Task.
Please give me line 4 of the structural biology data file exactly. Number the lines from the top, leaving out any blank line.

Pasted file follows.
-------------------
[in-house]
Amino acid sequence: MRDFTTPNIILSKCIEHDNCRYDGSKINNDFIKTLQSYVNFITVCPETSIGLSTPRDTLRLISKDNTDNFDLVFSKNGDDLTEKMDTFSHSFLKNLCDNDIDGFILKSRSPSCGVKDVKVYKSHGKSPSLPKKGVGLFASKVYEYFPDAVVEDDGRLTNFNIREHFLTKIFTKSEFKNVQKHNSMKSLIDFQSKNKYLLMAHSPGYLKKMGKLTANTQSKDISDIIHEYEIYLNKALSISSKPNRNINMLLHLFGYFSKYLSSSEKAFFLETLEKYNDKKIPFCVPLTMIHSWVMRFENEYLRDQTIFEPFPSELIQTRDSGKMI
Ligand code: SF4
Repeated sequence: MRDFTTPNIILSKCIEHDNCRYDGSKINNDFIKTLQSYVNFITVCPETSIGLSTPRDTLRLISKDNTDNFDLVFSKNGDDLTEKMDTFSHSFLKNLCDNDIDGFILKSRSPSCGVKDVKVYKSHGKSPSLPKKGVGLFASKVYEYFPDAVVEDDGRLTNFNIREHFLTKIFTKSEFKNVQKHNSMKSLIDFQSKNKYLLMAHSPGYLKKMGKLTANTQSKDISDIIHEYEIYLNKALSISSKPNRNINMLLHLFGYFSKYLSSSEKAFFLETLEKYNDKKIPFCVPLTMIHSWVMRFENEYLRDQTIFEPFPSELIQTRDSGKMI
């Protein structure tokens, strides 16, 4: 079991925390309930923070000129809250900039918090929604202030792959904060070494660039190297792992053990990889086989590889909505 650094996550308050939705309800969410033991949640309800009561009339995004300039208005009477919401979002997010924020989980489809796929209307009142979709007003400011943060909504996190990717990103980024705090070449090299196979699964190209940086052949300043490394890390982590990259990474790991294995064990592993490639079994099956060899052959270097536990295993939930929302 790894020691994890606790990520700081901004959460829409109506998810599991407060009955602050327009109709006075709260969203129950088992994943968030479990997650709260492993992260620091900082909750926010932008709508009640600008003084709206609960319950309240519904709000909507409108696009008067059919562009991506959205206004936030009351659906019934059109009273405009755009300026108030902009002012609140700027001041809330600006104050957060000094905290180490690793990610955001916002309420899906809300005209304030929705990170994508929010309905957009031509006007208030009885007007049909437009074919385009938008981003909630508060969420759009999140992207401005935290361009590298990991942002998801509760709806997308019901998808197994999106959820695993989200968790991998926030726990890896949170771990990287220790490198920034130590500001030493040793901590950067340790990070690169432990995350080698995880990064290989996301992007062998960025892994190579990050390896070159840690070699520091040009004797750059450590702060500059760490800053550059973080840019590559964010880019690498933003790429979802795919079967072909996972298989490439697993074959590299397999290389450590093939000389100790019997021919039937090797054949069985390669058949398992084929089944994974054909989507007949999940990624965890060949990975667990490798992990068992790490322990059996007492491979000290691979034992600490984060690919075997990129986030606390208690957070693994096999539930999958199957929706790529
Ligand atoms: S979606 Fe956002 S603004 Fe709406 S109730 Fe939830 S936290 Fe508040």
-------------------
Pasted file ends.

Repeated sequence: MRDFTTPNIILSKCIEHDNCRYDGSKINNDFIKTLQSYVNFITVCPETSIGLSTPRDTLRLISKDNTDNFDLVFSKNGDDLTEKMDTFSHSFLKNLCDNDIDGFILKSRSPSCGVKDVKVYKSHGKSPSLPKKGVGLFASKVYEYFPDAVVEDDGRLTNFNIREHFLTKIFTKSEFKNVQKHNSMKSLIDFQSKNKYLLMAHSPGYLKKMGKLTANTQSKDISDIIHEYEIYLNKALSISSKPNRNINMLLHLFGYFSKYLSSSEKAFFLETLEKYNDKKIPFCVPLTMIHSWVMRFENEYLRDQTIFEPFPSELIQTRDSGKMI